We recently visited the Luxury Africa Gallery to have a look around, and chat with one of their contributing wildlife photographers, Marius Coetzee.
As you know we choose a specific client each month to feature as our Orms Print Room & Framing Case Study. This month, we are looking at Luxury Africa. Luxury Africa is a high end tour operator based right here in Cape Town. Due to client demand they opened a gallery space where visitors can come and find unique African luxury goods, jewellery and works of art. We recently visited the gallery to have a look at what’s on offer, and chat with one of the contributing wildlife photographers about a few of his images.
Photographs above: Wildlife Photographer Marius Coetzee
Photograph above: Heinrich Röntgen
Photograph above: Wildlife Photographer Graham Springer
Photographer Marius Coetzee has been in the industry for over 14 years and has become a highly sought-after photographic guide. His award-winning wildlife images have made the covers of numerous premier publications. We caught up with Marius to ask him about the story behind two incredible images in particular…
About the Karo Warrior above: “The Omo Valley is without a doubt one of my favourite photographic locations in Africa. Located in far southern Ethiopia, this region is raw, a little bit edgy and is full of incredible photographic opportunities. This was my 1st visit to the Karo, an ethnic tribe living on the east bank of the Omo River who practise flood retreat cultivation, their main crops being maize, sorghum and beans. Unlike the majority of the other Omo valley tribes in the region, they keep only a small number of cattle due to the prevalence of disease-carrying Tsetse flies.
A commonality they share with many of the other Omo valley tribes however, is the custom of painting their bodies and faces with white chalk to prepare for ceremonies, while other decorative features of the Karo include face masks, and clay hair buns adorned with feathers.
On this visit to Omo valley, I was determined to capture an intimate portrait of the meanest looking ‘warrior’ in the tribe. After several minutes of negotiation (all through a translator) I got my wish. I slowly walked up to the ‘warrior’ and took several portraits, continuously moving closer until I captured a full frame image of his black and white painted face.”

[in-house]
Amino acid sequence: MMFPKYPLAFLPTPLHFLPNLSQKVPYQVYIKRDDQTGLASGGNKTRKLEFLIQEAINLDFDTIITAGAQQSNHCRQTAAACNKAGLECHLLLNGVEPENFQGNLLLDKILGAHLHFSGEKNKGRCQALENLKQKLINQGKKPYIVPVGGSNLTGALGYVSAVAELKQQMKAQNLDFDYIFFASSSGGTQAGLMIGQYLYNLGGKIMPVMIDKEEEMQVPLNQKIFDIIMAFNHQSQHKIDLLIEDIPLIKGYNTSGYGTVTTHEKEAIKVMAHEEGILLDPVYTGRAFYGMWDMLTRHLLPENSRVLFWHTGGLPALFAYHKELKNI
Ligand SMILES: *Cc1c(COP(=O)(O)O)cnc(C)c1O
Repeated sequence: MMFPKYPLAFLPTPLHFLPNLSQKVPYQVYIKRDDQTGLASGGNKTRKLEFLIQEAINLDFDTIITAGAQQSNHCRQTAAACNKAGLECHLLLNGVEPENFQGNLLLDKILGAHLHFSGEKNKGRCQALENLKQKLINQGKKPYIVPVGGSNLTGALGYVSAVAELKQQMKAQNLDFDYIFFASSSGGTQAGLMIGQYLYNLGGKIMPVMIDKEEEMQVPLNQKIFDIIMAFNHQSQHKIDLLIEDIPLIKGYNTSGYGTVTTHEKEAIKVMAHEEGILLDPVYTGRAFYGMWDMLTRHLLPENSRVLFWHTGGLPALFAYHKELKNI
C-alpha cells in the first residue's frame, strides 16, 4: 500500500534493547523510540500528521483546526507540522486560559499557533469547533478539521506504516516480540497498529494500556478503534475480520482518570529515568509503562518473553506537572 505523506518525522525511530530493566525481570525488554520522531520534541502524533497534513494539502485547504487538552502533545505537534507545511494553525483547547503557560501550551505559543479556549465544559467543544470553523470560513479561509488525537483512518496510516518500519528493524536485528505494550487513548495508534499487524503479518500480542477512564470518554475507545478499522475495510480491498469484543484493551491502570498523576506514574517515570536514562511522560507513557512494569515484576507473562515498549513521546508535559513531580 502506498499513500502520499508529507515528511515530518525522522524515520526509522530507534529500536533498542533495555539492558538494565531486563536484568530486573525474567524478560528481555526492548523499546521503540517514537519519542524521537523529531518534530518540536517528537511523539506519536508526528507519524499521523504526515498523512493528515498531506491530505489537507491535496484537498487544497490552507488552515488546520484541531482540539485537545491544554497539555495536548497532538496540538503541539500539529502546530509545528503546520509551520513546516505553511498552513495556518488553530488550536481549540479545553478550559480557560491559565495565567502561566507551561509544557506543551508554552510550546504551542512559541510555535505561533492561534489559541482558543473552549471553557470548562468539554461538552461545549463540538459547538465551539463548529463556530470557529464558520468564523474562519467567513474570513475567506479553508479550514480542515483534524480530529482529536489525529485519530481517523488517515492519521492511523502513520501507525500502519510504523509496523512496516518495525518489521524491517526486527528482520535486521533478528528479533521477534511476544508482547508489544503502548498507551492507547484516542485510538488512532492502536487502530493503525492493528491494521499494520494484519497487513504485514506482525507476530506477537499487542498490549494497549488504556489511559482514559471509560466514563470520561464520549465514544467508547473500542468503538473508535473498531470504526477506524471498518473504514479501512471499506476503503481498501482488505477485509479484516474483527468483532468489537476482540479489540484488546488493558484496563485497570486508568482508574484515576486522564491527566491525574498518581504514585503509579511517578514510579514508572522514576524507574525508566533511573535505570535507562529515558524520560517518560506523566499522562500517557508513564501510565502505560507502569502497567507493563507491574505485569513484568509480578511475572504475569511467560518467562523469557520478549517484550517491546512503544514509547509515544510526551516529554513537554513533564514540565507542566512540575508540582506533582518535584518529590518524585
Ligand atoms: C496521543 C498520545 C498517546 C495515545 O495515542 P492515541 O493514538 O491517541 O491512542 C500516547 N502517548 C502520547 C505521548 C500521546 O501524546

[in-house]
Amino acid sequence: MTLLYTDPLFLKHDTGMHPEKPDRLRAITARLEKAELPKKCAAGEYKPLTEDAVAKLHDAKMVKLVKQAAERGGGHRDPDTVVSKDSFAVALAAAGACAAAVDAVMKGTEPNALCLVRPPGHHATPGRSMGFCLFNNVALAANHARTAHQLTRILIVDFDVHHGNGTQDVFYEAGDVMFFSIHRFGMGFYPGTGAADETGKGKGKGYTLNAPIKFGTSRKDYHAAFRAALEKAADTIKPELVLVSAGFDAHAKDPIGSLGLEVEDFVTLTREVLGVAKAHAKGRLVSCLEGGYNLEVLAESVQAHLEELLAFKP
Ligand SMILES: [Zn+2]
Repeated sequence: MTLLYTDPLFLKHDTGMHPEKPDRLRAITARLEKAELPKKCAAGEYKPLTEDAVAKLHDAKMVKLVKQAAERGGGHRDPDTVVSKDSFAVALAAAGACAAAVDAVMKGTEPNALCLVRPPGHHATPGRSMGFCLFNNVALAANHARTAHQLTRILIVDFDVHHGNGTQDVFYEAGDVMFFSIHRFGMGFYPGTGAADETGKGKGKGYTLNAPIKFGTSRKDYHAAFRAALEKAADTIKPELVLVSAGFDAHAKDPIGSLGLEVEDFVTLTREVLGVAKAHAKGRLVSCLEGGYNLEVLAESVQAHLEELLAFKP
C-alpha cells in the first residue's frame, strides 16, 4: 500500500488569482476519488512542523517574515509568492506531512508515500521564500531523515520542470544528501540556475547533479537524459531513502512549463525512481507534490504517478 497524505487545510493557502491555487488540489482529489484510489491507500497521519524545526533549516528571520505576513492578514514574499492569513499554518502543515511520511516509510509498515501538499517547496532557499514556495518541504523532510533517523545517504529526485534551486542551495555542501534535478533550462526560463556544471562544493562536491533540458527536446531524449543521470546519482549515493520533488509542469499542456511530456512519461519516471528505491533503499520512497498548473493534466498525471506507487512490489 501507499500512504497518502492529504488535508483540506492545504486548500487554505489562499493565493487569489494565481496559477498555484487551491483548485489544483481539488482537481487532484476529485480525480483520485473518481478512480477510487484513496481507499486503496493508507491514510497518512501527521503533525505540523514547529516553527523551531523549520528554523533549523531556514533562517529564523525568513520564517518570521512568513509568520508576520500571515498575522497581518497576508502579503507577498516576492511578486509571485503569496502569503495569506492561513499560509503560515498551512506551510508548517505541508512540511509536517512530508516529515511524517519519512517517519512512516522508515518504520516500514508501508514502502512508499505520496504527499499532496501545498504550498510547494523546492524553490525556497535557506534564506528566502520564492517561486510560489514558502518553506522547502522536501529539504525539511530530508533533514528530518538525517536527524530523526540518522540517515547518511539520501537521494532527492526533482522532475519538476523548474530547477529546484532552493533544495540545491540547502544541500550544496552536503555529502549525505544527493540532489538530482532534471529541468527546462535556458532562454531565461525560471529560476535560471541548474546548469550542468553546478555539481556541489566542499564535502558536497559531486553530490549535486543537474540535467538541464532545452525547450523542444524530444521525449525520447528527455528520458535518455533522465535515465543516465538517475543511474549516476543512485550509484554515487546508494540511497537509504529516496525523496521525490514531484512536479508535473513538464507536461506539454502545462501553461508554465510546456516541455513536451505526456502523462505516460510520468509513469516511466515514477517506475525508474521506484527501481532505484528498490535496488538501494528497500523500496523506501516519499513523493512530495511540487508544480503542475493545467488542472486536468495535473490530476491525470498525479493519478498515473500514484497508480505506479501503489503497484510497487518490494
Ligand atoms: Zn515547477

About the Himba Family above: “On a recent visit to Serra Cafema on the border of Angola and Namibia I was excited to photograph the small Himba family resident in the area for the third time. As always I arrived early in the afternoon, walk around and chat to the Himba without capturing any images. I ask about life, rain and they’re fascinating nomadic lifestyle. We share a bond, a bond of trust and living life, surviving against the odds.
The oldest lady in the tribe is known as ‘Krokodil’ named after the reptile, crocodile’ that attacked her several years prior to my visit. The Crocodile ripped her breast off while she was washing clothes in the Kunene River. Luckily for ‘Krokodil’ the nearby camp assisted her and flew her to a hospital several hundred kilometres away to get medical attention. “Krokodil” survived and has to date given birth and raised no less than 10 children in one of the harshest environments on earth.
As the light started to fade I photographed the family for some time before I heard an incredible sound coming about a hundred meters from me. Without any prior notice the small group of Himba joyfully started to dance, spinning around and egging each other on. It was surreal and a moment I will never forget. I slowly walked over to the dancing ladies and just stood there, mesmerised by their voices and rhythm. I dialled my exposure up +2 stops to ensure I completely over expose my background, dialled my shutter speed to an 1/8th of a second to capture the movement and slowly started creating image after image. “Krokodil’s “young boy then got tired of the singing and dancing and went to sit nearby, creating the perfect composition for my image as he starred into the distance. Behind the singing and dancing ladies “Krokodil” stood as erect and proud as ever as she smoked her pipe and carefully watched her people enjoying life in this barren wasteland.”
All of these, and more, framed and printed by Orms Print Room & Framing and available at the Luxury Africa Gallery. If you would like pop in, you can find them at: Unit 210, The Foundry Courtyard, Prestwich Street, Green Point, Cape Town, South Africa. You can also find them online at Luxury Africa.